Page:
Do you need to have your entire plot worked out before starting to write?
If that were the case, I’d never have finished a novel. It’s a common misapprehension, though, and I think it’s one of the things that keep emerging writers from attempting longer pieces. Rest assured: you don’t have to know much beyond the bit you’re currently working on. One of the reasons I love writing fiction so much is that I can’t wait to find out what happens next.
There are all kinds of models for the idea novel plot: three-acts, six-acts, and so forth. How can you best take a structured approach while maintaining the element of surprise?
This is very important! Unexpected plot points are such joy for the reader, but they need to have a feeling of truth despite being counter-intuitive. And a stable structure is the thing that leaves readers thinking, what a great story. The key, I think, is to separate the two processes: creative and analytical. There are lots of tips and tricks for making the most of both halves of the process, but it comes down to understanding what kind of writer you are, and what kind of manuscript you’re writing.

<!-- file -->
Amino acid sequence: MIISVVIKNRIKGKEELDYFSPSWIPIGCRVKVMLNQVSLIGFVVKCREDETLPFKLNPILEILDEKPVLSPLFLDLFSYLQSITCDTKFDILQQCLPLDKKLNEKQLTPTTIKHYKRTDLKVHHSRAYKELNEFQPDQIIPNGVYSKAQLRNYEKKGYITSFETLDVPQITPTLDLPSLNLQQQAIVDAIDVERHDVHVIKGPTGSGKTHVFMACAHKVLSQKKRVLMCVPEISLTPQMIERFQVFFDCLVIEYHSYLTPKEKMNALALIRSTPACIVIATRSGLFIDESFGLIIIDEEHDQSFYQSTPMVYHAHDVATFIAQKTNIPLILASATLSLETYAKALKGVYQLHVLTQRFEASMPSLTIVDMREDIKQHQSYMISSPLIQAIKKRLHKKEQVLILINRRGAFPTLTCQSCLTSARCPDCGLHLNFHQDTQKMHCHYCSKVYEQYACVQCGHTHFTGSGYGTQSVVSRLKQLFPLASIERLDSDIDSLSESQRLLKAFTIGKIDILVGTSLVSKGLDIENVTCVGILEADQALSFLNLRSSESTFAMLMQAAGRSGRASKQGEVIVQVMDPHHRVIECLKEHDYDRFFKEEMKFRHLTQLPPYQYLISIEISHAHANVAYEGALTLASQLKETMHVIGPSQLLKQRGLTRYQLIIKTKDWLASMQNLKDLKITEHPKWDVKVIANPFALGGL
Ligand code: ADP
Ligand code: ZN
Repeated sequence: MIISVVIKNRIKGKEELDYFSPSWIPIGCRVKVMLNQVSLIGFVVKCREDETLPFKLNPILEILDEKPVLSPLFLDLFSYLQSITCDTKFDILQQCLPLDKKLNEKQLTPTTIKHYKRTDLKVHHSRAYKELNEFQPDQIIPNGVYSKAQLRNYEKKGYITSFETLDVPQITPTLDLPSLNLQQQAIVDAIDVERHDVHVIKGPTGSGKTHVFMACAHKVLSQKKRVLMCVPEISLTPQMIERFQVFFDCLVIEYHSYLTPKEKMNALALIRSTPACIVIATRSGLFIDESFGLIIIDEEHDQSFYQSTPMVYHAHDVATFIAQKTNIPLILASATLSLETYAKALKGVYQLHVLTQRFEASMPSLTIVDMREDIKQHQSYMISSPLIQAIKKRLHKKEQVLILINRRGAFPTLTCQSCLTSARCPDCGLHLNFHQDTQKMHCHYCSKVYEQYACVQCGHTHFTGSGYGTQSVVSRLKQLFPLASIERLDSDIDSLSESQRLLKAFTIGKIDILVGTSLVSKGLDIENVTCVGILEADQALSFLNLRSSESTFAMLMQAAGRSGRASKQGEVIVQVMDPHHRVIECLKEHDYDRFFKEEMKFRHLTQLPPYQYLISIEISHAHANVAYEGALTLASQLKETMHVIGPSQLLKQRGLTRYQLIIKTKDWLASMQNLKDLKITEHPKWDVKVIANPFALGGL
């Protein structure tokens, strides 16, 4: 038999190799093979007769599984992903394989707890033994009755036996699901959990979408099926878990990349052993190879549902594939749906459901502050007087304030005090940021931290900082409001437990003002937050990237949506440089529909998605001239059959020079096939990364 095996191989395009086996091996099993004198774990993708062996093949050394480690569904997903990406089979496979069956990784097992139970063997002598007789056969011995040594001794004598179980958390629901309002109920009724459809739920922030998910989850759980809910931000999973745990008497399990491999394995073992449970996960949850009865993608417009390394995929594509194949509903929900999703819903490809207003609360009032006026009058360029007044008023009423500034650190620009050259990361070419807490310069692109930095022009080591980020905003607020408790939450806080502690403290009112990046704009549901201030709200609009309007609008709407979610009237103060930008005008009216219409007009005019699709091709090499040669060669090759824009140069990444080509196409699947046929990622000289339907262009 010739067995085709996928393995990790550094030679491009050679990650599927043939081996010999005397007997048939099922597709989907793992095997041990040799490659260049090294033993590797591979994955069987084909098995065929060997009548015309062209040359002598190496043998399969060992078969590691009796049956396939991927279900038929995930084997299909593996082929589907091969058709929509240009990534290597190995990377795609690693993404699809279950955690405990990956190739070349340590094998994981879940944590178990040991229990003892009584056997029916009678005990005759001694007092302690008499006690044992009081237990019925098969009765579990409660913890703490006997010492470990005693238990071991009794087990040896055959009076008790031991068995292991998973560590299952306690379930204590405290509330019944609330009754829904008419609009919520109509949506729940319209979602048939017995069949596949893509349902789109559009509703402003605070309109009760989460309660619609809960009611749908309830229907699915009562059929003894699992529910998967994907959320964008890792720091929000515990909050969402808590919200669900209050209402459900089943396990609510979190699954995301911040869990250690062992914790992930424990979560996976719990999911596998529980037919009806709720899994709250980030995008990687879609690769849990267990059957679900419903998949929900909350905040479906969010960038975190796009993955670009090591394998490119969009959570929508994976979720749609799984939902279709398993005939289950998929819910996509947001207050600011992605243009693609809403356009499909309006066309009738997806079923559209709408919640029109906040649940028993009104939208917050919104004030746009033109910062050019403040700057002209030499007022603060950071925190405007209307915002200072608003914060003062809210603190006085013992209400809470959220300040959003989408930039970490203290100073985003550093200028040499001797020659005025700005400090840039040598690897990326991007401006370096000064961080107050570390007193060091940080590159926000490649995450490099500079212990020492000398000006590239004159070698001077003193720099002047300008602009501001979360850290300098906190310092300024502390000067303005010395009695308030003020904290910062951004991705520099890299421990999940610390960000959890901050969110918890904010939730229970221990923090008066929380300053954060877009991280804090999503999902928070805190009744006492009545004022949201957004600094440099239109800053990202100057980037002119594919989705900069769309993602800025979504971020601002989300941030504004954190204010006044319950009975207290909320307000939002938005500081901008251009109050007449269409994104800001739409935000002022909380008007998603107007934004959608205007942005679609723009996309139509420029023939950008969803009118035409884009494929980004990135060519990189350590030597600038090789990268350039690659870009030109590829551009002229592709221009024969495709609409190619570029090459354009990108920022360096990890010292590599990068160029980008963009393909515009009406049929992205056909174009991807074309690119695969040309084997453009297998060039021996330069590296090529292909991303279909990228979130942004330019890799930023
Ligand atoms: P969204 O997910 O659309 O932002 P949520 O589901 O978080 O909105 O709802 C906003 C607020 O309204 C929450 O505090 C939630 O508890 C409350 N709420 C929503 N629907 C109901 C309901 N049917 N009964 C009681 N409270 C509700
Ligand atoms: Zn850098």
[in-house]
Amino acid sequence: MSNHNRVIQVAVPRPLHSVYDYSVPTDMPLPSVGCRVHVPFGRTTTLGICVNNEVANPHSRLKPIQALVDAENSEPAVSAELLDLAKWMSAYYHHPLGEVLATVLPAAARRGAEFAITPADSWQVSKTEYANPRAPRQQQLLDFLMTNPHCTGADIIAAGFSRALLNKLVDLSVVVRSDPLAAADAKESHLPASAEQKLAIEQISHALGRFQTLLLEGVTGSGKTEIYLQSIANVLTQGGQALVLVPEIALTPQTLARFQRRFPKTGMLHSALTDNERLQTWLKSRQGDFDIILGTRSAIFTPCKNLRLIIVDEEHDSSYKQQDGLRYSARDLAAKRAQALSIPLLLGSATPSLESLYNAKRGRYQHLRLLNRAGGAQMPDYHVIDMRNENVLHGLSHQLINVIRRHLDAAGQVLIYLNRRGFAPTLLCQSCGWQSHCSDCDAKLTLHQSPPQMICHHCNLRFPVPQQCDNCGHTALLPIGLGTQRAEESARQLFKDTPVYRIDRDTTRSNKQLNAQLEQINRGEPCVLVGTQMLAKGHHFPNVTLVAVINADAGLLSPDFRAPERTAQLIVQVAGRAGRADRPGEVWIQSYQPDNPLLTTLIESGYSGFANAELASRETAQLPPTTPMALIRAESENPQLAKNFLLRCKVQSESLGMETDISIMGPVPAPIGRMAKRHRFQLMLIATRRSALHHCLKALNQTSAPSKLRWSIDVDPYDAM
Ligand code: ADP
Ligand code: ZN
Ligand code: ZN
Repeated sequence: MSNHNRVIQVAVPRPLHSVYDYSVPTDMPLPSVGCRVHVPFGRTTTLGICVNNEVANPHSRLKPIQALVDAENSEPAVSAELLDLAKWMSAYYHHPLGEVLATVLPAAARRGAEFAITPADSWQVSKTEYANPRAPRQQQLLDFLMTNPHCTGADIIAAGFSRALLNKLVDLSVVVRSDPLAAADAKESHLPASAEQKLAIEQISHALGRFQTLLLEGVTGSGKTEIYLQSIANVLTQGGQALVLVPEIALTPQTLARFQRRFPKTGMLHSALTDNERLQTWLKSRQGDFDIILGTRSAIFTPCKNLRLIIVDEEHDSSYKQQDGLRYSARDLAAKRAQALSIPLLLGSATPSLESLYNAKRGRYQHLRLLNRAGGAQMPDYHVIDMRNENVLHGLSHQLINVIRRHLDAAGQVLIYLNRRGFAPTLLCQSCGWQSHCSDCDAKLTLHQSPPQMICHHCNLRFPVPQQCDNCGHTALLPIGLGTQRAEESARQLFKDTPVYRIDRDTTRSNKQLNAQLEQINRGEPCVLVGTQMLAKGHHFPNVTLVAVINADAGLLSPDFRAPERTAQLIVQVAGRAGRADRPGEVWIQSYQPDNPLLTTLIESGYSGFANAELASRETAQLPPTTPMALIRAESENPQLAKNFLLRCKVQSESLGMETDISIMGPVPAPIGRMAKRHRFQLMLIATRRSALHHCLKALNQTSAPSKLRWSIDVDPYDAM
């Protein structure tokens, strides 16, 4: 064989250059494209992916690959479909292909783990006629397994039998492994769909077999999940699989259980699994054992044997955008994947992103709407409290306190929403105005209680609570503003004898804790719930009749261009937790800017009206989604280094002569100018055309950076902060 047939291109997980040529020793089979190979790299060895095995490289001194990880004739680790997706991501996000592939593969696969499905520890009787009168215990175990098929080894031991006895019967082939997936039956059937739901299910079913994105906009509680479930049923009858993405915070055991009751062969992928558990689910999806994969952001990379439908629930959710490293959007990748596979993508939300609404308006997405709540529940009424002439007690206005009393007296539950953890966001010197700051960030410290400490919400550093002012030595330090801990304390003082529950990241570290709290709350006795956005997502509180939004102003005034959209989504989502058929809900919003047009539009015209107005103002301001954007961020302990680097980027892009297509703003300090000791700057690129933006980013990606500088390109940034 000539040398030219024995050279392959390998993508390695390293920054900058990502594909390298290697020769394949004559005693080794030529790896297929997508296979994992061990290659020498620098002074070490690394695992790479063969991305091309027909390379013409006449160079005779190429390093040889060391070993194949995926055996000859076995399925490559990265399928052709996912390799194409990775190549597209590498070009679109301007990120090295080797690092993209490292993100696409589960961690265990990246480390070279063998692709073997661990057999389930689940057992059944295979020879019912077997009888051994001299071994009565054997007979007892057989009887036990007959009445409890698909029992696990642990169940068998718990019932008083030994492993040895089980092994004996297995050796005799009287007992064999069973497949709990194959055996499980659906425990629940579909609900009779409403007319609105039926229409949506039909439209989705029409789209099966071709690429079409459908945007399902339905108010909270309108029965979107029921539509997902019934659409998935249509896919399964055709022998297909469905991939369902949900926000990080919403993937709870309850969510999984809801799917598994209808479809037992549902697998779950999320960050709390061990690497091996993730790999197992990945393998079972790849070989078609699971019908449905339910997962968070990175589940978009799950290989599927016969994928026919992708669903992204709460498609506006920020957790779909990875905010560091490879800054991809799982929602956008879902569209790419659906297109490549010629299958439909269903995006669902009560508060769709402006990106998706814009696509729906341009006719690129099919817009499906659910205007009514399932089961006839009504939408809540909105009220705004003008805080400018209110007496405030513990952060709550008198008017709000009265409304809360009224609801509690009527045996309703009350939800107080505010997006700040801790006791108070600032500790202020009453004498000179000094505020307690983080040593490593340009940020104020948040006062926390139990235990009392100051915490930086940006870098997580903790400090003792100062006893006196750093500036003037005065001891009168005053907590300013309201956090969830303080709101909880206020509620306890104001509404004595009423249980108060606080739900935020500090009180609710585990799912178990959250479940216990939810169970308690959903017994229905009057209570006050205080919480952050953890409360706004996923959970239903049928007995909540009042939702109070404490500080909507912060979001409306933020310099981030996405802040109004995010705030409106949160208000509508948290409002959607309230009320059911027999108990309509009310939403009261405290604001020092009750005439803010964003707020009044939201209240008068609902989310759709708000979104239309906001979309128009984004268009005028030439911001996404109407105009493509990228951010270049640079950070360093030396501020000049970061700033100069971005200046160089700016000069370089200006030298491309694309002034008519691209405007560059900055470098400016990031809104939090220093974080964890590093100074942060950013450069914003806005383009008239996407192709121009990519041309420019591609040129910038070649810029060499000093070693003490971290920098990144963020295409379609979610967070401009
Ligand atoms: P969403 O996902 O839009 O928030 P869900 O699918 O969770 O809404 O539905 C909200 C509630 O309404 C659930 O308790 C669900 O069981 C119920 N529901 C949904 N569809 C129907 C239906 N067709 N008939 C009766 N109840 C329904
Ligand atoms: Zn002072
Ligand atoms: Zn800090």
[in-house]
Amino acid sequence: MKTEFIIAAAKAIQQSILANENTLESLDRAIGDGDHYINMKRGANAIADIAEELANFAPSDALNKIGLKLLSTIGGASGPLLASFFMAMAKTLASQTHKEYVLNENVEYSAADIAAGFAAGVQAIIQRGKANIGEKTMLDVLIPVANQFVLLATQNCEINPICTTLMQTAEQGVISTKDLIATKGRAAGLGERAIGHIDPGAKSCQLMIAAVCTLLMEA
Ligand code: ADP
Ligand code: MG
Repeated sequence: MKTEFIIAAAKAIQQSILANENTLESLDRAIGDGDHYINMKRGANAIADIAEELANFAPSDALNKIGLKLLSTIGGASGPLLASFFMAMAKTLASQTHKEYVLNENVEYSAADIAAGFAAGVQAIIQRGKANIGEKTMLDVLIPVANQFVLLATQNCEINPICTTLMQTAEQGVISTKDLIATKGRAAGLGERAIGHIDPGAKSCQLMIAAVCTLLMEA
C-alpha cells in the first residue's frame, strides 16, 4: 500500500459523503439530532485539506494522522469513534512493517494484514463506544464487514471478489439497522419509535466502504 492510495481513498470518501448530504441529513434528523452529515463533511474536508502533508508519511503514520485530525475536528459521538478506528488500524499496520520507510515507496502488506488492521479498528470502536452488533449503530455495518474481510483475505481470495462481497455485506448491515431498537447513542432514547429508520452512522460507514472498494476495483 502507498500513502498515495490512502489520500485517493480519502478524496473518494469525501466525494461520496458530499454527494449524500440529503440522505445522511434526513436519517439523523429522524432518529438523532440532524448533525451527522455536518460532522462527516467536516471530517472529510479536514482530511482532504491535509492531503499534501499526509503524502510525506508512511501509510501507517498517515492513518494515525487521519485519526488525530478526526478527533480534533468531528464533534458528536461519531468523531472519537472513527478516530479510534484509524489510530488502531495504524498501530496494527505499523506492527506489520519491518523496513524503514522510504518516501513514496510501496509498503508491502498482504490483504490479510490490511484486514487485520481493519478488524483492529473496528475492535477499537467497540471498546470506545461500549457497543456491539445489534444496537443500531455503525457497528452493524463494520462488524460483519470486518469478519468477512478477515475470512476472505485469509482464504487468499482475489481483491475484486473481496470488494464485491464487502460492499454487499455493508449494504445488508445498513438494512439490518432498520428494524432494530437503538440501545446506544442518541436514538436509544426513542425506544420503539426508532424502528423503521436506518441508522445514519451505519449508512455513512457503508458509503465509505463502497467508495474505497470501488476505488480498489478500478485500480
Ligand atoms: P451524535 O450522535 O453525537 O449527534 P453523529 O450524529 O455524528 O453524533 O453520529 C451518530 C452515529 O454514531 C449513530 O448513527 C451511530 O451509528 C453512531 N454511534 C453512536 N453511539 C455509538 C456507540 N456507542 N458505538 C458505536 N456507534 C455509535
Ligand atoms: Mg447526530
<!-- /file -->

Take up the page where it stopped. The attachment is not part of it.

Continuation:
What are some of the most common mistakes you see when it comes to plotting?
The big two are: a difficulty in identifying the beginning of the story; and a passive protagonist. It’s very common that the writer isn’t clear exactly where the story begins. When this happens, the beginning of the story might appear in chapter three, or chapter twelve, or not at all. The other common problem is a passive protagonist. You can have a fascinating character, in a swirl of terrific plot points, but if she isn’t doing anything and things are happening to her rather than as a result of her actions, it’s very difficult to generate narrative drive.
Toni Jordan is the author of five novels. The bestseller Addition was longlisted for the Miles Franklin Literary Award. Fall Girl was published internationally and has been optioned for film, and Nine Days was awarded Best Fiction at the Indie Awards. Our Tiny, Useless Hearts was shortlisted for the Voss Literary Prize 2017 and longlisted for the International Dublin Literary Award 2018. Toni’s latest book is the literary mystery The Fragments.
The Unpredictable Plotter: Writing Fiction will take place at Writing NSW this Saturday 9 March, 10am-4pm. Book your spot here >